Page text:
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# Correlations in ion channel expression emerge from homeostatic tuning rules

Contributed by Eve Marder, May 29, 2013 (sent for review April 24, 2013)

## Significance

A deep puzzle in neuroscience is how neurons maintain their electrical properties despite continuous ion channel turnover and activity perturbations. Previous work proposed that activity-dependent homeostatic rules ensure robust development of excitability by regulating channel density, although it is not understood how these rules shape the distribution of ion channel types nor how finely tuned these rules must be. We show that generic homeostatic regulation rules impose correlations in the steady-state distribution of ion channels, as has been recently observed experimentally. Specific correlations depend on relative expression rates, and the regulation rules themselves are far more robust than previously thought.

## Abstract

Experimental observations reveal that the expression levels of different ion channels vary across neurons of a defined type, even when these neurons exhibit stereotyped electrical properties. However, there are robust correlations between different ion channel expression levels, although the mechanisms that determine these correlations are unknown. Using generic model neurons, we show that correlated conductance expression can emerge from simple homeostatic control mechanisms that couple expression rates of individual conductances to cellular readouts of activity. The correlations depend on the relative rates of expression of different conductances. Thus, variability is consistent with homeostatic regulation and the structure of this variability reveals quantitative relations between regulation dynamics of different conductances. Furthermore, we show that homeostatic regulation is remarkably insensitive to the details that couple the regulation of a given conductance to overall neuronal activity because of degeneracy in the function of multiple conductances and can be robust to “antihomeostatic” regulation of a subset of conductances expressed in a cell.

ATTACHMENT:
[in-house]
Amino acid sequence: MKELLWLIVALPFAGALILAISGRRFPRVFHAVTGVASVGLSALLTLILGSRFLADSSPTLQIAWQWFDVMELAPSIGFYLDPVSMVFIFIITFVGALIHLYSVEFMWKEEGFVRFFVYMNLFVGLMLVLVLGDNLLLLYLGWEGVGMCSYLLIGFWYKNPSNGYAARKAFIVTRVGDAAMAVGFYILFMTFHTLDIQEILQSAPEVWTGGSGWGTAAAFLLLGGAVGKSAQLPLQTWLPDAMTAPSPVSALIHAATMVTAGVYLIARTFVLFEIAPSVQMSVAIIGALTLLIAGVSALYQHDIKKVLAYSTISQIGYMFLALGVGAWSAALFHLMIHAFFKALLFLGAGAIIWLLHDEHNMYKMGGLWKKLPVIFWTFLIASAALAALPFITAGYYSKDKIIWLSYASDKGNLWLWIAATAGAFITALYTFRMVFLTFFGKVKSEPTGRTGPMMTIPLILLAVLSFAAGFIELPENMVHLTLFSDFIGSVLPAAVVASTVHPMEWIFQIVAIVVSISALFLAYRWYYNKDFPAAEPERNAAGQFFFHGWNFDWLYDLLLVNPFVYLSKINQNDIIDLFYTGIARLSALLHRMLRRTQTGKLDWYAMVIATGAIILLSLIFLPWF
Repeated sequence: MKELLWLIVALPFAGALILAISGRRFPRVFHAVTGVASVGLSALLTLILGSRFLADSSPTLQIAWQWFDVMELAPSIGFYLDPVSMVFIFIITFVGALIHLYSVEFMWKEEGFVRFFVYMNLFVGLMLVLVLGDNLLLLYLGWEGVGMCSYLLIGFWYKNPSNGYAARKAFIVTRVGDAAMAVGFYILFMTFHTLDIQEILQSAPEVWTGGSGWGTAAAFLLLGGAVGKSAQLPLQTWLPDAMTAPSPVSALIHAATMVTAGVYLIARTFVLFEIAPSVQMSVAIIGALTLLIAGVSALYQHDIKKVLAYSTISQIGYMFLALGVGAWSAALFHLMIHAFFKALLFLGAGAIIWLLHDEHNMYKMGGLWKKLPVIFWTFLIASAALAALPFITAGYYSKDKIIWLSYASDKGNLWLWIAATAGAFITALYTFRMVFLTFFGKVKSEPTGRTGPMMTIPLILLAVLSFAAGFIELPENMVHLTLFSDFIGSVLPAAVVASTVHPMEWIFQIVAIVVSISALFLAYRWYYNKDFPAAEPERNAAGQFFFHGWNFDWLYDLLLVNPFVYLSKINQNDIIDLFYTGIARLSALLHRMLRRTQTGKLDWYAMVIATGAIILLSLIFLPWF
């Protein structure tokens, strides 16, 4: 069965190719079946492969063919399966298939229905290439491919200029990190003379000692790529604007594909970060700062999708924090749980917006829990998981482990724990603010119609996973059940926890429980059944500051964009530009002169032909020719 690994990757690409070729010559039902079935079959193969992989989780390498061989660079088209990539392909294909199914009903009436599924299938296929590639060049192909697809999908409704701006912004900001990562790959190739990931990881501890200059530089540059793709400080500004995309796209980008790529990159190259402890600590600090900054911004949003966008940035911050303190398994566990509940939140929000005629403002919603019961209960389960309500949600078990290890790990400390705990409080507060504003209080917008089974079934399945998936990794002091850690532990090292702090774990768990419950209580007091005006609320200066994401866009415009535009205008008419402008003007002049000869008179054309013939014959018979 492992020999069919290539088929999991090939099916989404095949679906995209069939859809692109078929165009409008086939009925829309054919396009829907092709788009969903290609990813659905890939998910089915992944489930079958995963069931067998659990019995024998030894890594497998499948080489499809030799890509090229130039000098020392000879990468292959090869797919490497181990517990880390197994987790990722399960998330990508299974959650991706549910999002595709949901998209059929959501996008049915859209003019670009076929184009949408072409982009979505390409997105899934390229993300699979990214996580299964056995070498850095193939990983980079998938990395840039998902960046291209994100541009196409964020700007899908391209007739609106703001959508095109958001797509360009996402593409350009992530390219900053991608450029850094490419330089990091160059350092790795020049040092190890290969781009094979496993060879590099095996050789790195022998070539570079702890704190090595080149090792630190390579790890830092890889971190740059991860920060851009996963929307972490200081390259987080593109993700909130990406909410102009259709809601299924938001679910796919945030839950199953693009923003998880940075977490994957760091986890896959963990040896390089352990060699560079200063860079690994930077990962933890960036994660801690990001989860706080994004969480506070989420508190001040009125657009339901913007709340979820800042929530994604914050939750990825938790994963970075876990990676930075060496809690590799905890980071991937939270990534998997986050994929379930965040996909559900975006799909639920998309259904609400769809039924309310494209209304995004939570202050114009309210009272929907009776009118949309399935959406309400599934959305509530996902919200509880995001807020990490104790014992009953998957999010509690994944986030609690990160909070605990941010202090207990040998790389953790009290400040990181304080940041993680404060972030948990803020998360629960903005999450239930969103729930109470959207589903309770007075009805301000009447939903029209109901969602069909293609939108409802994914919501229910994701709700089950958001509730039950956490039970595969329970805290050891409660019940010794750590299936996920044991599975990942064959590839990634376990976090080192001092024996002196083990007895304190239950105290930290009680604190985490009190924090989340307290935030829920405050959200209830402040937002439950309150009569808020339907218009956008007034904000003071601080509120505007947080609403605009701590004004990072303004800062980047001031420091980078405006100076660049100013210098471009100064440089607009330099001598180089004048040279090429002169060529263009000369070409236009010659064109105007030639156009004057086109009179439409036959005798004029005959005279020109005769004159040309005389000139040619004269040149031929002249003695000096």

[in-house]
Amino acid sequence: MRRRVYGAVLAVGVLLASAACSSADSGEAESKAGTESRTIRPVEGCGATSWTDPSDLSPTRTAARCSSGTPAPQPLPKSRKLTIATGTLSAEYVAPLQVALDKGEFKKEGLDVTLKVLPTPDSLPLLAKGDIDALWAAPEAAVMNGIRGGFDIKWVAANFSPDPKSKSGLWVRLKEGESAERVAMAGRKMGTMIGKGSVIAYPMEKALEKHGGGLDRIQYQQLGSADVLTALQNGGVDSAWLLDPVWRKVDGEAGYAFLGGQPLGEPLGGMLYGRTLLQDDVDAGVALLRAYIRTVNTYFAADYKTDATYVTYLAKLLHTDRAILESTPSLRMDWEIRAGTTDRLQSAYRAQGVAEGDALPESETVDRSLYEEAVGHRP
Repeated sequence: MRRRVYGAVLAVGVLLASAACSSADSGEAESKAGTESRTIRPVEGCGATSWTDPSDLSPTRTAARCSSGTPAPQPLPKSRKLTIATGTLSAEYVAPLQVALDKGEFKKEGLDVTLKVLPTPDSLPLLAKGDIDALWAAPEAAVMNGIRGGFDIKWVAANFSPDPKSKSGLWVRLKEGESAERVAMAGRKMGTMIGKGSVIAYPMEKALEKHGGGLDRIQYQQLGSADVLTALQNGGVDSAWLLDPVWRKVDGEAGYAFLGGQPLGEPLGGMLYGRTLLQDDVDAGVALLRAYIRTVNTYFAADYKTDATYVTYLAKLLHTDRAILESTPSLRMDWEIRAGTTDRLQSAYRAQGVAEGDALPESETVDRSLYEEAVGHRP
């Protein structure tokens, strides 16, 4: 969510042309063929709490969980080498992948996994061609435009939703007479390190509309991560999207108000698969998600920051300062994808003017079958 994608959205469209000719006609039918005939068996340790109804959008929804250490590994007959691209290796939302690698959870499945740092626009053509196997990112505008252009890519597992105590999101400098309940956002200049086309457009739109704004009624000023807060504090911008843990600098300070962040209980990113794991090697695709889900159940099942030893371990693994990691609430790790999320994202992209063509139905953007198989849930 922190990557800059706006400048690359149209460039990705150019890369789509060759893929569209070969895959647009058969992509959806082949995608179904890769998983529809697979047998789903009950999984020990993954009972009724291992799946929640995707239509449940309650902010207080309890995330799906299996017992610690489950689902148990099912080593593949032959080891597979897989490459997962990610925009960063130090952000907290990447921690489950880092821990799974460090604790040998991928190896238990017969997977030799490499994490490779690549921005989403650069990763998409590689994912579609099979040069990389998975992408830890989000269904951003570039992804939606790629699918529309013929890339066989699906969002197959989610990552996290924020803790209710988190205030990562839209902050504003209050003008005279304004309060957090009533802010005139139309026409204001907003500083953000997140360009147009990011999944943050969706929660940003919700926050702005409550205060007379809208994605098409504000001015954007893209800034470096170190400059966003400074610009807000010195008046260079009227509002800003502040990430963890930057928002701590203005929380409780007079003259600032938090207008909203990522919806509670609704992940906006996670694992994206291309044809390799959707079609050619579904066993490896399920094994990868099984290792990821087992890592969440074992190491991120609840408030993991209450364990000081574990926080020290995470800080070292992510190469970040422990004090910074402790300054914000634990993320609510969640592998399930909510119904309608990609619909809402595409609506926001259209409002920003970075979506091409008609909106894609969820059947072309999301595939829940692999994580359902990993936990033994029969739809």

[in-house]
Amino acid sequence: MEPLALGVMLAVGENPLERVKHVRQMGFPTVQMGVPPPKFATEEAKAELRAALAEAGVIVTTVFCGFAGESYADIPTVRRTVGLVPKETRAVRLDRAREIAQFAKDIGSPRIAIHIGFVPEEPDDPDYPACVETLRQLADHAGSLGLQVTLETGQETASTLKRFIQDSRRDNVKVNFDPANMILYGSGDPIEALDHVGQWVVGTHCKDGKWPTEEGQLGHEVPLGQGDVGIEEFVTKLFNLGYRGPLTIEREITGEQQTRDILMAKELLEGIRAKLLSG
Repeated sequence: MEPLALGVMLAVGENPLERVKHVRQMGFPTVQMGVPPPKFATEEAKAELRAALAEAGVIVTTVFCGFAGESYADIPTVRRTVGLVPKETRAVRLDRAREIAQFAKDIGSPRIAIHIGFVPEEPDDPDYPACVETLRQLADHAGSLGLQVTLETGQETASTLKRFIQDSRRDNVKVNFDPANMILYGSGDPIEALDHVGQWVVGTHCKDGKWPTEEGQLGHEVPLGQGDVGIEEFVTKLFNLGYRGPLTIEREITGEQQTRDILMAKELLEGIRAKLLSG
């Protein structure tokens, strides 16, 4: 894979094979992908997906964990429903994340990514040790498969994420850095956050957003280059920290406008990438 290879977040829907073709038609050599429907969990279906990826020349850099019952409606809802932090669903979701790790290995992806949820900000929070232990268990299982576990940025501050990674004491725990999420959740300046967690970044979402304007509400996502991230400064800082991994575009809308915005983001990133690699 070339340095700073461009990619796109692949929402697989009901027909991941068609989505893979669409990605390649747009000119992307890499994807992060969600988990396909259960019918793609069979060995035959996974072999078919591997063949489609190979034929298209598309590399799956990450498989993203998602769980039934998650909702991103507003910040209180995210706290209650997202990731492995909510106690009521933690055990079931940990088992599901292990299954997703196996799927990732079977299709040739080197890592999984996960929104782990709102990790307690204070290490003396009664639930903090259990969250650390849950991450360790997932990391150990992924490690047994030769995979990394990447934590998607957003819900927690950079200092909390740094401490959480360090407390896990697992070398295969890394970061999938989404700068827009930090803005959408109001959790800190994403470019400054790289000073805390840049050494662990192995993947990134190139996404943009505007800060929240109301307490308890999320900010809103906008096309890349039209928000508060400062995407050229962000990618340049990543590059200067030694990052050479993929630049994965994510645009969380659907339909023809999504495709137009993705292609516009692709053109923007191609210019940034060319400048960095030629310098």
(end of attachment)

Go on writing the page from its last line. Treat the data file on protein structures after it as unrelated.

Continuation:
The electrophysiological signature of every neuron is determined by the number and kind of voltage-dependent conductances in its membrane. Most neurons express many voltage-dependent conductances, some of which may have overlapping or degenerate physiological functions (1⇓⇓⇓⇓–6). Furthermore, neurons in the brains of long-lived animals must maintain reliable function over the animal’s lifetime while all of their ion channels and receptors are replaced in the membrane over hours, days, or weeks. Consequently, ongoing turnover of ion channels of various types must occur without compromising the essential excitability properties of the neuron (5, 7⇓⇓–10).

Both theoretical and experimental studies suggest that maintaining stable intrinsic excitability is accomplished via homeostatic, negative feedback processes that use intracellular Ca^{2+} concentrations as a sensor of activity and then alter the synthesis, insertion, and degradation of membrane conductances to achieve a target activity level (11⇓⇓⇓⇓⇓⇓⇓⇓⇓⇓⇓⇓⇓⇓⇓–27). Among the modeling studies are several different homeostatic tuning rules that differ in how sensor readout is coupled to the changes in conductance necessary to achieve a target activity (11, 13, 14, 28). Regardless, these models can self-assemble from randomized initial conditions, and they will change their conductance densities in response to perturbation or synaptic drive. In one of these homeostatic self-tuning models (14), similar activity patterns can be associated with different sets of conductance densities.

Thus, it is perhaps not surprising that experimental studies also find a considerable range in the conductance densities of voltage-dependent channels and in the mRNA expression of their ion channel genes (29⇓⇓⇓⇓⇓⇓–36). The experimental studies also showed clear correlations in these expression patterns (30, 32⇓⇓–35); for example, strong linear correlations are found between mRNA copy number for shal/A-type potassium channels and I_{H}/hyperpolarization/cyclic nucleotide activated channels in identified crustacean motor neurons. It is therefore possible that these correlations are crucial for the electrophysiological behavior of the neuron in question. However, when large numbers of model neurons (without a homeostatic tuning rule) were made from random sets of conductance parameters and then searched for those that produce a specific behavior, they did not show correlations in conductance expression that resemble the experimental findings (37). This finding raised the question of how the correlations seen in the experimental data are established and whether they are somehow genetically hardwired. For example, correlations in ion channel expression may simply result from explicit coregulation, such as control of gene expression by a common transcription factor or silencing of a subset of genes in a certain population of cells. Another possibility is that correlations emerge from some interaction between activity-dependent regulatory processes that control the expression of different ion channel types.